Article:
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Among the most notable cases receiving LDF financial assistance was that involving Karen Beyer, an Illinois clinical social worker whose client sought court recognition of social worker – client privilege to shield the client’s therapy records from involuntary disclosure in a civil lawsuit against him. The LDF filed an amicus curiae brief in the case, Jaffee v. Redmond, that united the social work professional organizations in support of social worker-client confidentiality rights and resulted in a significant victory in the U.S. Supreme Court. The Court’s opinion, which quoted or referenced NASW’s brief in several places, recognized that the communications between licensed social workers and their clients were confidential and protected in the federal courts as privileged communications under the Federal Rules of Evidence. Thus, in 1996 with the financial assistance and support of the NASW Legal Defense Fund, a valuable precedent setting decision was issued in Jaffee v. Redmond protecting a core value of the social work profession. That decision still stands and has been incorporated into numerous subsequent federal and state court opinions. In another case addressing social work professional standards, a social worker received assistance from LDF in the amount of $6,000 in 1997. LDF

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An Electronic Newsletter for the NASW Washington State Chapter

supported her lawsuit against a former employer who subjected her to discipline for providing clients with a range of treatment referral options, consistent with ethical standards, rather than following the agency rule to use only a “preferred list” of home care providers. In 2006, a social worker in Illinois obtained reimbursement for legal fees of $2,391 for his legal actions protecting his refusal to divulge the confidential therapy records of a child client to the abusive mother and successfully blocking her attempt to have him held in contempt of court. A number of other member requests have been supported by LDF in cases involving social workers who were forced to hire legal counsel to block an improper subpoena for client’s confidential treatment information. Licensure Boards From time to time LDF has funded cases that address licensure board regulations or decisions that are procedurally flawed or that fail to adequately support the professional values of social work. LDF awarded three grants totaling $12,000 to support a member’s legal challenge of an Alaska social work board disciplinary matter wherein the board sought to fund its operations from the fees collected from penalized licensees, thus creating a NASW WA Chapter Office 522 N 85th St. #B-100 Seattle, WA 98103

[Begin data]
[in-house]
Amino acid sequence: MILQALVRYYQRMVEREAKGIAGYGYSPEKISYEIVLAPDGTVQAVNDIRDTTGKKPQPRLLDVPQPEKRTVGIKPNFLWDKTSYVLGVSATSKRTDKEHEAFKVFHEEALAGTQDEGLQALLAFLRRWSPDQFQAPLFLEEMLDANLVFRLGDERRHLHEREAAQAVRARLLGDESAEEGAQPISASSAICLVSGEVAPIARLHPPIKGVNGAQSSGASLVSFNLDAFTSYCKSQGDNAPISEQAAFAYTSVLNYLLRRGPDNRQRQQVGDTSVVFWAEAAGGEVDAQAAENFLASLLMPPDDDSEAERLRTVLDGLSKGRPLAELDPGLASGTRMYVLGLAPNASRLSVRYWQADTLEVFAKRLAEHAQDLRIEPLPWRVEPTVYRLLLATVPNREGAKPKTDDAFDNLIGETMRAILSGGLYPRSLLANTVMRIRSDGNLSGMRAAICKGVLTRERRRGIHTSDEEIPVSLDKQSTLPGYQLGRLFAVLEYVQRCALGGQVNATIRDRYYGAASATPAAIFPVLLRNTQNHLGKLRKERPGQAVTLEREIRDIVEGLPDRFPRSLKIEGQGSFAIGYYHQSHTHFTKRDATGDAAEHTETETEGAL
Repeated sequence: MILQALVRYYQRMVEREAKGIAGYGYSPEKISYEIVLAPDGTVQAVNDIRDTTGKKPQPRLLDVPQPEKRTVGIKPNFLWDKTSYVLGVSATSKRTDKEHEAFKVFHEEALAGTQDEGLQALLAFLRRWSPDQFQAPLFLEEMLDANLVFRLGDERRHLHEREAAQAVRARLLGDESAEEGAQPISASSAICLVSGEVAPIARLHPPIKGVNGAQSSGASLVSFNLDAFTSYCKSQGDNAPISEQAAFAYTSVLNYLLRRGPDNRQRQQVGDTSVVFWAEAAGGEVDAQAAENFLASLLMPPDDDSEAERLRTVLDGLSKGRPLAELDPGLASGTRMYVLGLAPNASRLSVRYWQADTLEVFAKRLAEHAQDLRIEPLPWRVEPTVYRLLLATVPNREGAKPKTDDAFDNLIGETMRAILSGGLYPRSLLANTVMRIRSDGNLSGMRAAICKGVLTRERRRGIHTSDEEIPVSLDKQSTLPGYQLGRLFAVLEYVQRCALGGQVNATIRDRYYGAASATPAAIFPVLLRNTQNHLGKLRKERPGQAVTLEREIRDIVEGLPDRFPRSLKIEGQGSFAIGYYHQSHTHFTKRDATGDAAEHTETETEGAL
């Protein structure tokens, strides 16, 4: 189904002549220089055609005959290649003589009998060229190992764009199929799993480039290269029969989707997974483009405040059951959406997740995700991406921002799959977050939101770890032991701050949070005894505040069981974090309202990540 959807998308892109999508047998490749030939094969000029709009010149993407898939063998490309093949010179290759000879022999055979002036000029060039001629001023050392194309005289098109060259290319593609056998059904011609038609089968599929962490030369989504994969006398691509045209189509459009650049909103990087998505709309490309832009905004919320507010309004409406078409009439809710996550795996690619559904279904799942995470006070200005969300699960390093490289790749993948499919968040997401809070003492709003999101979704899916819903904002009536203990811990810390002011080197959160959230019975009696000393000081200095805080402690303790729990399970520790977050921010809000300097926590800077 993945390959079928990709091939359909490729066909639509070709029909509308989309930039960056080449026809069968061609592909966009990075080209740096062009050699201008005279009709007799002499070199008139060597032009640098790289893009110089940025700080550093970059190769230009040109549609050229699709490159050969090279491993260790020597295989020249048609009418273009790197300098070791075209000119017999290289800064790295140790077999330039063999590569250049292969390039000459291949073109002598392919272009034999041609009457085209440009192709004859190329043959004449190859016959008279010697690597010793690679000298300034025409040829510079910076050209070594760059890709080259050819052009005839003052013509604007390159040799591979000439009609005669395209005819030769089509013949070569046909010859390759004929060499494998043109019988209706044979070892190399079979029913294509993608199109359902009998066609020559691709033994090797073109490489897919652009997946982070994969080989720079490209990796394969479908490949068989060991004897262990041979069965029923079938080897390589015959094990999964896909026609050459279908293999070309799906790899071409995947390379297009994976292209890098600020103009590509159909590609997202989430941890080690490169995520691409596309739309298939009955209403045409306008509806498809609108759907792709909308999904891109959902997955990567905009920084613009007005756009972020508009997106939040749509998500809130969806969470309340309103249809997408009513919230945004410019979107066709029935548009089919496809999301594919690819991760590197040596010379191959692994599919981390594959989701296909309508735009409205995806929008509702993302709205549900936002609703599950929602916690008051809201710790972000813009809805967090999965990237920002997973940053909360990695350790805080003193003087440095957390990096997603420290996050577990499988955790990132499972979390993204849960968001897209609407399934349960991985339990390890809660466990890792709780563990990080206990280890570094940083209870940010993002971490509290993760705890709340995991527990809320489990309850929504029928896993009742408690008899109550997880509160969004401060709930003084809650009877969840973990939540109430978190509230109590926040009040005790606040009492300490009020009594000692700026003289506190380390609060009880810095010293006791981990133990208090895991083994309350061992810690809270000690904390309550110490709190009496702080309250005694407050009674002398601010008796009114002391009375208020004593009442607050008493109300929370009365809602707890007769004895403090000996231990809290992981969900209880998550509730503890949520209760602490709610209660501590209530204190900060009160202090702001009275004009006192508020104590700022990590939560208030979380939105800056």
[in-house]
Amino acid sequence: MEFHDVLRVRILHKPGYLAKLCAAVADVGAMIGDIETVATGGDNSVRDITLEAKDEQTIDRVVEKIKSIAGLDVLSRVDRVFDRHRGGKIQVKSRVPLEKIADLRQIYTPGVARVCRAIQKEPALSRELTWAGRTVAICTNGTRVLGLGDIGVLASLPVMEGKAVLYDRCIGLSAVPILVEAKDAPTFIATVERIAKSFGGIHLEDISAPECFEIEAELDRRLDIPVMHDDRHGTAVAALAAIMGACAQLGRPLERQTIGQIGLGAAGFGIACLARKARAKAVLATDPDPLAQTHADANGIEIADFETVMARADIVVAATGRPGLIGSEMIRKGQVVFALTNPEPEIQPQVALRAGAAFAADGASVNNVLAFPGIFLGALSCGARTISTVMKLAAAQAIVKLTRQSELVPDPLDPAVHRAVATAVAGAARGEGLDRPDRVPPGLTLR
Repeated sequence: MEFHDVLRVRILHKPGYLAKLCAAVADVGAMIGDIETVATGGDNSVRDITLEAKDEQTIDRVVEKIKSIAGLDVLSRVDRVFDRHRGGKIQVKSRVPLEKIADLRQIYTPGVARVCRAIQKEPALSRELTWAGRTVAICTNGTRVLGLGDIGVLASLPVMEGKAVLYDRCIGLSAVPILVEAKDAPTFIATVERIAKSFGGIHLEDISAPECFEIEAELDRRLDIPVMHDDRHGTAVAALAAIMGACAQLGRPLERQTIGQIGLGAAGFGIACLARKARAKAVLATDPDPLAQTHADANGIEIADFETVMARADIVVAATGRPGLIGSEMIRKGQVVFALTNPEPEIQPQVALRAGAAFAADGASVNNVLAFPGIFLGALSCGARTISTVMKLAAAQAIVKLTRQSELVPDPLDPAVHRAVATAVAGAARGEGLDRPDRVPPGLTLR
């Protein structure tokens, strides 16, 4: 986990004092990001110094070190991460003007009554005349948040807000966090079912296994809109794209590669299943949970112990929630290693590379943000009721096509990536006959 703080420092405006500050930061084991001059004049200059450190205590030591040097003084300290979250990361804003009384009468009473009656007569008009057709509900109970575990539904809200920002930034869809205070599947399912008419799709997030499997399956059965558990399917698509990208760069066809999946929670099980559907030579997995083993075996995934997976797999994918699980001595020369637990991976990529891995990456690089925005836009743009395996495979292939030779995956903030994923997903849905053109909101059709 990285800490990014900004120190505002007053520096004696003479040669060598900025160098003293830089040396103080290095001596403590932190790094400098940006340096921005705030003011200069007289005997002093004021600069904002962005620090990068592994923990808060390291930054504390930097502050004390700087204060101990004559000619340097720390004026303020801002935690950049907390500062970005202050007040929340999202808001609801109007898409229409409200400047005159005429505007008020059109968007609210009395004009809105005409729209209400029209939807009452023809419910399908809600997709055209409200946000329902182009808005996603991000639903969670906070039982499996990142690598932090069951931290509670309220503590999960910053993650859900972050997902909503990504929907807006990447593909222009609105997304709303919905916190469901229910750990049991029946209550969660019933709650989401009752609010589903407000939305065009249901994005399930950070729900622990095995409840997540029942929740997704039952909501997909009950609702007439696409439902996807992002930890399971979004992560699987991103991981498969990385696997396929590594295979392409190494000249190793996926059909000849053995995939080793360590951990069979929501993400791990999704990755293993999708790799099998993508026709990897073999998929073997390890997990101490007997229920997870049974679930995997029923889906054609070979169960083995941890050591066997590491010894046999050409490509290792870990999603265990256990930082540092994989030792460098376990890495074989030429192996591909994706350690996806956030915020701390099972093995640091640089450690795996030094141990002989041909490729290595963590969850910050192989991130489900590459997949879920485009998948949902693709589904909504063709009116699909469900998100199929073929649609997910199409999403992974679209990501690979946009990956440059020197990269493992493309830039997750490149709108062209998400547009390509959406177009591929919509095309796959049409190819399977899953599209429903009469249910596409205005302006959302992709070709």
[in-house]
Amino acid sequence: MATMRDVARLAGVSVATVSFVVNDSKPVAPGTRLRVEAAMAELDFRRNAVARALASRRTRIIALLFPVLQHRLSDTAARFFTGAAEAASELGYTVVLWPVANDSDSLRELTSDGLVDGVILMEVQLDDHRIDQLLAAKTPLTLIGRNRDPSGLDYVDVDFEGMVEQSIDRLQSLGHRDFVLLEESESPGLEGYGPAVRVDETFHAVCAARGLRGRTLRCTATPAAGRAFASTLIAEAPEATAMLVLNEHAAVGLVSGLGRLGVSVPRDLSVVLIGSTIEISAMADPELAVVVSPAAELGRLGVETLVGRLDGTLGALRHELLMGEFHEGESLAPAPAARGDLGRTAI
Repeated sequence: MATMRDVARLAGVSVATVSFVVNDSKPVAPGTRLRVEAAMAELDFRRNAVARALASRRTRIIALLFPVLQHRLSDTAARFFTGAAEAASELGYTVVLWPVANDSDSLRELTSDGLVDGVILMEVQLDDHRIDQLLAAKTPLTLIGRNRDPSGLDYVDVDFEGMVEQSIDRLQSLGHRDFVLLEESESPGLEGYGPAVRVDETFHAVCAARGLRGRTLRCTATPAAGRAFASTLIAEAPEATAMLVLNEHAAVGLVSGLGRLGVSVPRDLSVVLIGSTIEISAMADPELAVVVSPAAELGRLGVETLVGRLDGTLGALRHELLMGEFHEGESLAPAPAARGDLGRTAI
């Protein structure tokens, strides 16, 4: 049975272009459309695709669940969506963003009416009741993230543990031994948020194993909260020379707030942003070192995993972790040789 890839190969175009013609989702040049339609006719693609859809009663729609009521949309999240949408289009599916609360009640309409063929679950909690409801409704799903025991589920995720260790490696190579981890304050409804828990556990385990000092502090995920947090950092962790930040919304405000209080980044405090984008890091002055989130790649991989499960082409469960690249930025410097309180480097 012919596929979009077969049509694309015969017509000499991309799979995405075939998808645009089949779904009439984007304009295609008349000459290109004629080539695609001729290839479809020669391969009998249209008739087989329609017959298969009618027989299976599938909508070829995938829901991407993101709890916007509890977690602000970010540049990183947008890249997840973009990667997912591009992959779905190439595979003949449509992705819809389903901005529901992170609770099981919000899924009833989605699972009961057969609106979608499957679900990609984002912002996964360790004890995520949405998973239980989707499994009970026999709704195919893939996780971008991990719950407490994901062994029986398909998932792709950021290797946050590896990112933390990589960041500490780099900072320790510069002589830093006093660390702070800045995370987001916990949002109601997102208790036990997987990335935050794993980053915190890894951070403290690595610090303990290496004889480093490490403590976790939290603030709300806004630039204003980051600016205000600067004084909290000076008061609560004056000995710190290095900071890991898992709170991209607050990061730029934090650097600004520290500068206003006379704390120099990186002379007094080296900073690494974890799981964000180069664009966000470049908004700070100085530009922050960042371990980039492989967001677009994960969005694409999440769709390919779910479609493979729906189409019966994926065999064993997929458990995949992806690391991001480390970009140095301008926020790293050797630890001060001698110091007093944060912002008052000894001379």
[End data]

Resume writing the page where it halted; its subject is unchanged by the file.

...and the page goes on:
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potential conflict of interest in the investigation and resolution of allegations of misconduct. LDF supported the 2009 and 2010 requests of an Iowa social worker who was denied the right to sit for the clinical licensure exam based on her failure to meet the Board’s interpretation of the DSM-diagnosis experience requirements contained in a vaguelyworded licensing law. The social worker practiced in a specialized school setting for students with autism. The Iowa Chapter of NASW strongly supported her appeal of the licensure board’s action which eventually led to a clarifying amendment in the regulatory language to the benefit of future applicants for the Iowa clinical social work license. Assistance totaling $6,500 was approved for the social workers’ persistence in challenging the board to apply a fair and transparent process for reviewing applicants’ clinical experience. In a 2011 case, a Virginia social worker incurred steep legal fees to defend a licensure board complaint initiated by a disgruntled father whom the social worker had reported for child abuse and who was engaged in an ongoing custody dispute. The licensure board’s handling of retaliatory complaints against the social worker for following her legal reporting obligation raised